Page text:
9. Should marigolds be planted into containers or directly into the ground for best growth?

A. Either will work just fine. Marigolds will make a good container garden plant or they can be used among your perennials and other annuals in gardens in the ground.

10. This caller wants to know how to keep grass out of the asparagus? When should preen be used if that is an option?

A. Preen will work well on asparagus. Make sure you use the preen that is labeled for use in asparagus. It can be applied anytime in the early spring on established plants. When dealing with newly planted asparagus it would be best to wait until the asparagus has begun emerging from the ground. Mulch will also help with weed management in asparagus. Grass clippings, straw, or wood chip mulch can be used on asparagus. If applied early enough, the mulch can be a very effective weed control.

11. Can preen be used on flower beds?

A. Preen would be fine in flower beds, as long as the flowers in the garden are listed on the label of that Preen product. However, if any of the flowers are annuals coming up from seed or perennials that are allowed to grow through seed dispersal in that garden, the preen will stop the germination of those coming up from seed. Do not use it in areas where you plan to grow via seed.

12. A listener wondered about relocating lilacs. Can it be done, if so when?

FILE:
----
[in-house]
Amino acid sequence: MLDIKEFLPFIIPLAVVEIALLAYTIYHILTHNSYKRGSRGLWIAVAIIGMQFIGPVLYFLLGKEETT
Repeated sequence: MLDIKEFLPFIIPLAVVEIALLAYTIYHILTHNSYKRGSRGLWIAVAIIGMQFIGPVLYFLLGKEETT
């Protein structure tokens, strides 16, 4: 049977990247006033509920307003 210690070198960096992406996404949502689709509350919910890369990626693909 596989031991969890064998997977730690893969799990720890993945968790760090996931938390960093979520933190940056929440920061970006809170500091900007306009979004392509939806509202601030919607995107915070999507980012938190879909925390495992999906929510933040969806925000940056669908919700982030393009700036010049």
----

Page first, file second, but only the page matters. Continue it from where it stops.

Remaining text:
A. Yes, they can be transplanted. The fall would be the best time for this.

13. The last caller of the day has some hickory and pecan trees to plant. Can they be planted around a black walnut tree?

A. Yes, hickory and pecan trees are in the same family as black walnut and therefore are not negatively affected by the juglone that the black walnut produces to reduce weeds around it.

He also wondered if a pawpaw tree can be planted around other trees?

A. Yes, pawpaw is best grown as an understory tree with partial shade.

Pumpkins, Spiders, and Mums

Halloween Pumpkins

Now that October is here, we begin to get prepared for Halloween, a day which I personally enjoy. Pumpkins, spiders, and fall flowers are all part of this festival. So, I won’t miss the chance to help you with your holiday decorations and traditions.

Pumpkins

2017-10-28 19.10.50Pumpkins can be used for so many things including carving, decoration, pies, and many other food products. If planted later in the summer growing season, your pumpkins should just be maturing, or have matured within the last couple of weeks. If you are unsure, pumpkins are mature when the rind is hard and can resist penetration from a fingernail.

Pumpkins do need to be harvested prior to a hard frost. They can be ok out on the vine for a light frost, but a hard frost will damage the pumpkin and can damage storage potential and more likely cause the pumpkins to rot. They should be cut off the vine. Do not cut the vine too close to the pumpkin, this can also cause the pumpkin to decay sooner.

If you didn’t grow the pumpkin yourself, check over the pumpkins you are purchasing. Look for good rind with no puncture wounds. Ensure that the pumpkin has a bit of stem attached to the top and choose the correct pumpkin for the use you have in mind for it. Pie pumpkins are best for baking while jack-o-lantern types will be better for carving and for decorations.

Spiders

Wolf Spider, UNL ENTO